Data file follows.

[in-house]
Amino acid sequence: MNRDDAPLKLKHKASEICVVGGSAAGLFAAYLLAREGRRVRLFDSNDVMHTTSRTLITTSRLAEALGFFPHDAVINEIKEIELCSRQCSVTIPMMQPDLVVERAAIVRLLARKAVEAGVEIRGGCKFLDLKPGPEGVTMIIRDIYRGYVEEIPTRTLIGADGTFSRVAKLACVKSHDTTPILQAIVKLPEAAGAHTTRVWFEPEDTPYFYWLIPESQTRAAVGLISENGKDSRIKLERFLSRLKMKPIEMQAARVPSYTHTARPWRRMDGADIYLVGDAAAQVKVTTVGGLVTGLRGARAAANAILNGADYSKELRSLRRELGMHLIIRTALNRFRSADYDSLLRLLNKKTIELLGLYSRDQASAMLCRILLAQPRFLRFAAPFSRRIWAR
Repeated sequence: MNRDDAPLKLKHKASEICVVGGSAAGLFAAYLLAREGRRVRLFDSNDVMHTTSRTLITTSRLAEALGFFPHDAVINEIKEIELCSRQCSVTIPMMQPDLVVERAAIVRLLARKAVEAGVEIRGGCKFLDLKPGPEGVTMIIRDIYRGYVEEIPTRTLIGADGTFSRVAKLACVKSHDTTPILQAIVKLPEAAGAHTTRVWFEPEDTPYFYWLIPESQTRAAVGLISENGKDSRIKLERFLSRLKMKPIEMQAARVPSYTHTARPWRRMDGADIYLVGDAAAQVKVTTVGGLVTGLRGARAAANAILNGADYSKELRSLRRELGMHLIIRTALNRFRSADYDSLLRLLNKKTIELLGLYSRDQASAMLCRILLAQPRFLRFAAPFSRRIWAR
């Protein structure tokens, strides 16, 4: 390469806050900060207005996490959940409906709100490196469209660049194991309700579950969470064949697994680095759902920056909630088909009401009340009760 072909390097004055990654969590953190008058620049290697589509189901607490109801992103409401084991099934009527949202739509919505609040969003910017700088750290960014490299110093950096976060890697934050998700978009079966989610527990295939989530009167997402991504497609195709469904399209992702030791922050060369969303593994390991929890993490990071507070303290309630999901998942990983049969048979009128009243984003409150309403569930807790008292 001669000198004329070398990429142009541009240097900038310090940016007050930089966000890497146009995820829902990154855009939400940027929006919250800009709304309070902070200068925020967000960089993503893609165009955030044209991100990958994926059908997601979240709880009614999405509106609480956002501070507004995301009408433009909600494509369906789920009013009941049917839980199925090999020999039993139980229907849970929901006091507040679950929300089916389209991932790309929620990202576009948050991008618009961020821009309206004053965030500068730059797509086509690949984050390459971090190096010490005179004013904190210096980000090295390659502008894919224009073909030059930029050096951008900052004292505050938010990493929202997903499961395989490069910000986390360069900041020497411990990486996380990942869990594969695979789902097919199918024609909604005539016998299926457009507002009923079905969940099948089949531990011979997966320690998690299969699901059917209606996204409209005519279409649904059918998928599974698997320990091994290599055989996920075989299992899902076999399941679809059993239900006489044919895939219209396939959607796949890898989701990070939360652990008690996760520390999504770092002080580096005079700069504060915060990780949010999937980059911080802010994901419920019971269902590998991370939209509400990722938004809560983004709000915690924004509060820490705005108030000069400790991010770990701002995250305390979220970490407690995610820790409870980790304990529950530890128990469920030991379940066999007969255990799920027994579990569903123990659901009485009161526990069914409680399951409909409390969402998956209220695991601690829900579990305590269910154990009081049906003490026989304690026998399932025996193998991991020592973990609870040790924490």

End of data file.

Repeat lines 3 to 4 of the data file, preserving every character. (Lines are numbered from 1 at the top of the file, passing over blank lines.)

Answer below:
Repeated sequence: MNRDDAPLKLKHKASEICVVGGSAAGLFAAYLLAREGRRVRLFDSNDVMHTTSRTLITTSRLAEALGFFPHDAVINEIKEIELCSRQCSVTIPMMQPDLVVERAAIVRLLARKAVEAGVEIRGGCKFLDLKPGPEGVTMIIRDIYRGYVEEIPTRTLIGADGTFSRVAKLACVKSHDTTPILQAIVKLPEAAGAHTTRVWFEPEDTPYFYWLIPESQTRAAVGLISENGKDSRIKLERFLSRLKMKPIEMQAARVPSYTHTARPWRRMDGADIYLVGDAAAQVKVTTVGGLVTGLRGARAAANAILNGADYSKELRSLRRELGMHLIIRTALNRFRSADYDSLLRLLNKKTIELLGLYSRDQASAMLCRILLAQPRFLRFAAPFSRRIWAR
């Protein structure tokens, strides 16, 4: 390469806050900060207005996490959940409906709100490196469209660049194991309700579950969470064949697994680095759902920056909630088909009401009340009760 072909390097004055990654969590953190008058620049290697589509189901607490109801992103409401084991099934009527949202739509919505609040969003910017700088750290960014490299110093950096976060890697934050998700978009079966989610527990295939989530009167997402991504497609195709469904399209992702030791922050060369969303593994390991929890993490990071507070303290309630999901998942990983049969048979009128009243984003409150309403569930807790008292 001669000198004329070398990429142009541009240097900038310090940016007050930089966000890497146009995820829902990154855009939400940027929006919250800009709304309070902070200068925020967000960089993503893609165009955030044209991100990958994926059908997601979240709880009614999405509106609480956002501070507004995301009408433009909600494509369906789920009013009941049917839980199925090999020999039993139980229907849970929901006091507040679950929300089916389209991932790309929620990202576009948050991008618009961020821009309206004053965030500068730059797509086509690949984050390459971090190096010490005179004013904190210096980000090295390659502008894919224009073909030059930029050096951008900052004292505050938010990493929202997903499961395989490069910000986390360069900041020497411990990486996380990942869990594969695979789902097919199918024609909604005539016998299926457009507002009923079905969940099948089949531990011979997966320690998690299969699901059917209606996204409209005519279409649904059918998928599974698997320990091994290599055989996920075989299992899902076999399941679809059993239900006489044919895939219209396939959607796949890898989701990070939360652990008690996760520390999504770092002080580096005079700069504060915060990780949010999937980059911080802010994901419920019971269902590998991370939209509400990722938004809560983004709000915690924004509060820490705005108030000069400790991010770990701002995250305390979220970490407690995610820790409870980790304990529950530890128990469920030991379940066999007969255990799920027994579990569903123990659901009485009161526990069914409680399951409909409390969402998956209220695991601690829900579990305590269910154990009081049906003490026989304690026998399932025996193998991991020592973990609870040790924490």